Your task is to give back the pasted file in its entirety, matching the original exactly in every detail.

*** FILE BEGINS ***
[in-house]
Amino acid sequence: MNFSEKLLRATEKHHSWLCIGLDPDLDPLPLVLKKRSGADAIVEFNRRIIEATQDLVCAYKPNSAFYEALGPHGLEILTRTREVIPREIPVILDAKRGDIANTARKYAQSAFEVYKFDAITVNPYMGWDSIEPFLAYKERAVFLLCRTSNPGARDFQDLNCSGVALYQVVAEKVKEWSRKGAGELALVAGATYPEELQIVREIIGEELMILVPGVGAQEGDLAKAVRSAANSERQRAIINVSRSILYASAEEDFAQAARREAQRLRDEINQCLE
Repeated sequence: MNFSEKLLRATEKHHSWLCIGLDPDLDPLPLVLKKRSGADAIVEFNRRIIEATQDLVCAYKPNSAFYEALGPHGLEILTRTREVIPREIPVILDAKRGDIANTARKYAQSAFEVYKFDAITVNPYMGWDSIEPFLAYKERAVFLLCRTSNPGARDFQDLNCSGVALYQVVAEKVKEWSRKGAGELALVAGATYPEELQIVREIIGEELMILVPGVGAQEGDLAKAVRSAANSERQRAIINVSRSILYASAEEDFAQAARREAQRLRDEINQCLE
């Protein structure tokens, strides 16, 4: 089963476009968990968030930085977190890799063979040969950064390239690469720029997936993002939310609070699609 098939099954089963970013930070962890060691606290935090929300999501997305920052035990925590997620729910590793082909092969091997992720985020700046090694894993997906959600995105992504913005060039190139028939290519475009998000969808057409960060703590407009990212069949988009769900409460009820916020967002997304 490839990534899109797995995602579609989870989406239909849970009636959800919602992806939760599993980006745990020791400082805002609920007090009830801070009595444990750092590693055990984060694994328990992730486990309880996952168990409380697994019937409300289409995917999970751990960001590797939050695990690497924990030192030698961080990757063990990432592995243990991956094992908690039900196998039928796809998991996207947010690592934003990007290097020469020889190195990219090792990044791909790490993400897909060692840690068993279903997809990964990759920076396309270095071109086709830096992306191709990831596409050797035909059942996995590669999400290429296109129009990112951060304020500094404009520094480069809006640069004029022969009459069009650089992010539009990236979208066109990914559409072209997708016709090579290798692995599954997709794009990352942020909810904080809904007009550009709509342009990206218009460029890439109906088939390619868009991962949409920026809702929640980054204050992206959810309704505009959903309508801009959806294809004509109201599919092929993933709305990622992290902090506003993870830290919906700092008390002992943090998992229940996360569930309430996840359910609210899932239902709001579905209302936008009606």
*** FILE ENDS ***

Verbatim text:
[in-house]
Amino acid sequence: MNFSEKLLRATEKHHSWLCIGLDPDLDPLPLVLKKRSGADAIVEFNRRIIEATQDLVCAYKPNSAFYEALGPHGLEILTRTREVIPREIPVILDAKRGDIANTARKYAQSAFEVYKFDAITVNPYMGWDSIEPFLAYKERAVFLLCRTSNPGARDFQDLNCSGVALYQVVAEKVKEWSRKGAGELALVAGATYPEELQIVREIIGEELMILVPGVGAQEGDLAKAVRSAANSERQRAIINVSRSILYASAEEDFAQAARREAQRLRDEINQCLE
Repeated sequence: MNFSEKLLRATEKHHSWLCIGLDPDLDPLPLVLKKRSGADAIVEFNRRIIEATQDLVCAYKPNSAFYEALGPHGLEILTRTREVIPREIPVILDAKRGDIANTARKYAQSAFEVYKFDAITVNPYMGWDSIEPFLAYKERAVFLLCRTSNPGARDFQDLNCSGVALYQVVAEKVKEWSRKGAGELALVAGATYPEELQIVREIIGEELMILVPGVGAQEGDLAKAVRSAANSERQRAIINVSRSILYASAEEDFAQAARREAQRLRDEINQCLE
């Protein structure tokens, strides 16, 4: 089963476009968990968030930085977190890799063979040969950064390239690469720029997936993002939310609070699609 098939099954089963970013930070962890060691606290935090929300999501997305920052035990925590997620729910590793082909092969091997992720985020700046090694894993997906959600995105992504913005060039190139028939290519475009998000969808057409960060703590407009990212069949988009769900409460009820916020967002997304 490839990534899109797995995602579609989870989406239909849970009636959800919602992806939760599993980006745990020791400082805002609920007090009830801070009595444990750092590693055990984060694994328990992730486990309880996952168990409380697994019937409300289409995917999970751990960001590797939050695990690497924990030192030698961080990757063990990432592995243990991956094992908690039900196998039928796809998991996207947010690592934003990007290097020469020889190195990219090792990044791909790490993400897909060692840690068993279903997809990964990759920076396309270095071109086709830096992306191709990831596409050797035909059942996995590669999400290429296109129009990112951060304020500094404009520094480069809006640069004029022969009459069009650089992010539009990236979208066109990914559409072209997708016709090579290798692995599954997709794009990352942020909810904080809904007009550009709509342009990206218009460029890439109906088939390619868009991962949409920026809702929640980054204050992206959810309704505009959903309508801009959806294809004509109201599919092929993933709305990622992290902090506003993870830290919906700092008390002992943090998992229940996360569930309430996840359910609210899932239902709001579905209302936008009606």